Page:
children can’t be sitting on the mat
at the normal collection time with
their bags and already to go. When
they have this structure, they then
know it is Home-Time.”
“I am trying to raise a useful
member of society not another
flake who has been brought up
without learning values such as
discipline, commitment,
responsibility, consequences etc.
Timely response
Hearing and listening
Face to face
Preparing for change – clear messages of
Transition of change – consider gradual change,
utilising the ‘flow’ of the building
Follow up
“I originally thought it would not be of benefit
(flexible play based learning) as it is already
half way through the year but I was pleasantly
surprised. GEKA and all staff were very
informative, engaging and their passion for
teaching our children shone through, so thank
Better use of time
Building more meaningful relationships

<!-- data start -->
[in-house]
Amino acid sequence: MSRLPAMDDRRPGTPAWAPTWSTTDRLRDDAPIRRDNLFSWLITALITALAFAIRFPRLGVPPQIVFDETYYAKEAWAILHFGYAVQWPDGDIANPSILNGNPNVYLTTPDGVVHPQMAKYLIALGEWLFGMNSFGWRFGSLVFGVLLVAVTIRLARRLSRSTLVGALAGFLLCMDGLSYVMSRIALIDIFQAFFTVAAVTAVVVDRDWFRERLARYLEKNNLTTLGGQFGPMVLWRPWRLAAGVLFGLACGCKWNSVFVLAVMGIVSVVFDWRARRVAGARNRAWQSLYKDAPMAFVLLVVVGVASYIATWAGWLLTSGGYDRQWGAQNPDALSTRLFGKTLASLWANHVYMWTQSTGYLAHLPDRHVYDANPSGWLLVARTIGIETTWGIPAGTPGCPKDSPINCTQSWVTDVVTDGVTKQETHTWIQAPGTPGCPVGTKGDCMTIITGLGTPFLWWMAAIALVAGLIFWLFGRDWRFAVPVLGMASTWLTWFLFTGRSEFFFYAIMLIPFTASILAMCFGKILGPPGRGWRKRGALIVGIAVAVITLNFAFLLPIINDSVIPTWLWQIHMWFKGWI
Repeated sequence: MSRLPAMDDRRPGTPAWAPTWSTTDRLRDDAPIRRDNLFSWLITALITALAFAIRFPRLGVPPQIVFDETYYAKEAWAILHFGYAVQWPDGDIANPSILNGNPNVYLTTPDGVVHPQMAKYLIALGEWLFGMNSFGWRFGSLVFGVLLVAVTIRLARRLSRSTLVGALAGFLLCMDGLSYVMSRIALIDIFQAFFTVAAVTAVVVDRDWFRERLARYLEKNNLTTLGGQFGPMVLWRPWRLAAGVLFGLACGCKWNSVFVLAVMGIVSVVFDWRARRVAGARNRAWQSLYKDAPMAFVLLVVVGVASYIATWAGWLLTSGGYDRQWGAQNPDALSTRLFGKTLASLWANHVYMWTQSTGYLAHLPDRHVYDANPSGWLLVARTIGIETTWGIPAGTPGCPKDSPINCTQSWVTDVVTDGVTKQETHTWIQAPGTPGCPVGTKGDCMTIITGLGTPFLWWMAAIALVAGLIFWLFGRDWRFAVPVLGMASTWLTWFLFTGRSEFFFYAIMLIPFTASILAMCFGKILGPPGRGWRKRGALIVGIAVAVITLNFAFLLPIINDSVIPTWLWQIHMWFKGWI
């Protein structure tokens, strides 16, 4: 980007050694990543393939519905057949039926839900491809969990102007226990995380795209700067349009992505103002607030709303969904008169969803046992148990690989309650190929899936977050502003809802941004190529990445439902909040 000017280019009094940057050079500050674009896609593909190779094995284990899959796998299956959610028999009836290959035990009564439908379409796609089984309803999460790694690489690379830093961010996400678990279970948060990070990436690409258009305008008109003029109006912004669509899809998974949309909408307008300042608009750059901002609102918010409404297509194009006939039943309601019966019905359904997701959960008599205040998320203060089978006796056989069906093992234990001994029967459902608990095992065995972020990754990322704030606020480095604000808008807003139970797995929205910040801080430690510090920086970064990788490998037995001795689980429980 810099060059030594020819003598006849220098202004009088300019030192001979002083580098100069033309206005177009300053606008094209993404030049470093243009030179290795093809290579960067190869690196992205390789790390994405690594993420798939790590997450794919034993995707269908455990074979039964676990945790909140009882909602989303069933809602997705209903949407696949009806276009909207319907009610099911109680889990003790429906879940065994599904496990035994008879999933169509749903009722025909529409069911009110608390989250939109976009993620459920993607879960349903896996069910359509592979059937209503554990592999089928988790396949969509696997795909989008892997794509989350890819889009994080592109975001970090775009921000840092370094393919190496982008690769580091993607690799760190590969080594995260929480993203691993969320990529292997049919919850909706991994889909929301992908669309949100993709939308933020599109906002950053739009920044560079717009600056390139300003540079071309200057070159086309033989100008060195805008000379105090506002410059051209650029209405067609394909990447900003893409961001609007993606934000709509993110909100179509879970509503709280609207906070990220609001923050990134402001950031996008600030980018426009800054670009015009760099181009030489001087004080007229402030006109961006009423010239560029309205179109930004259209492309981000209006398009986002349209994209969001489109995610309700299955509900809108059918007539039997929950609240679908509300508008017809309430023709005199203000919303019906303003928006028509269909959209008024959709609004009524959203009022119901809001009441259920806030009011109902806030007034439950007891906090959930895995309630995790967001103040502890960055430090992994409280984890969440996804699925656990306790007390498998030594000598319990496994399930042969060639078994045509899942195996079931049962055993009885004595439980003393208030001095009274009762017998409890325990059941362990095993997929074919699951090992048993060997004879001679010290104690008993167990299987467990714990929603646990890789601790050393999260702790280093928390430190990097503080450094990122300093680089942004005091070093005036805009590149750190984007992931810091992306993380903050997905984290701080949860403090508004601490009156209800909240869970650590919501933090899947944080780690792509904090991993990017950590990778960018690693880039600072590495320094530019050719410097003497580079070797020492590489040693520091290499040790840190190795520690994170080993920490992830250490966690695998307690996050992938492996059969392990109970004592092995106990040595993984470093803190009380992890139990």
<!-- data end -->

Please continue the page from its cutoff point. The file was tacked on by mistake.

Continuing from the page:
Respect for the work of educators as
Parental engagement in the program –
partners in learning
Learning is made visible
Children respected as capable and competent
Supports individual learning styles
Building foundational skills for life
Australian Children’s Education and Care Quality Authority (2011) National Quality Framework
Resource Kit www.acecqa.gov.au
Australian Government Department of Education, Employment and Workplace Relations (2009)
The National Early Years Learning Framework www.deewr.gov.au/eylf
Colbert, J (2014) Group Size: What does it mean for the children in your care? Early Childhood
News http://www.earlychildhoodnews.com/earlychildhood/article_view.aspx?ArticleID=402
Department of Education and Early Childhood Development (D.E.E.C.D) (2009) Victorian Early
Years Learning and Development Framework for children Birth to Eight Years, State Government
of Victoria.
Early Childhood Australia Code of Ethics
GEKA Inc. (2013-2014) Glen Eira Kindergarten Educational Teams at Bentleigh, Brady Rd,
Bentleigh East, Carnegie, Caulfield South, Glover St, McKinnon and Orrong Rd Kindergartens.
Houghton, A (2013) Intentional Teaching: Promoting Purposeful Practice in Early Childhood
Settings, Teaching Solutions, Melbourne.
Topal & Gandini (1999) Beautiful Stuff: Learning with found materials, Davis Publications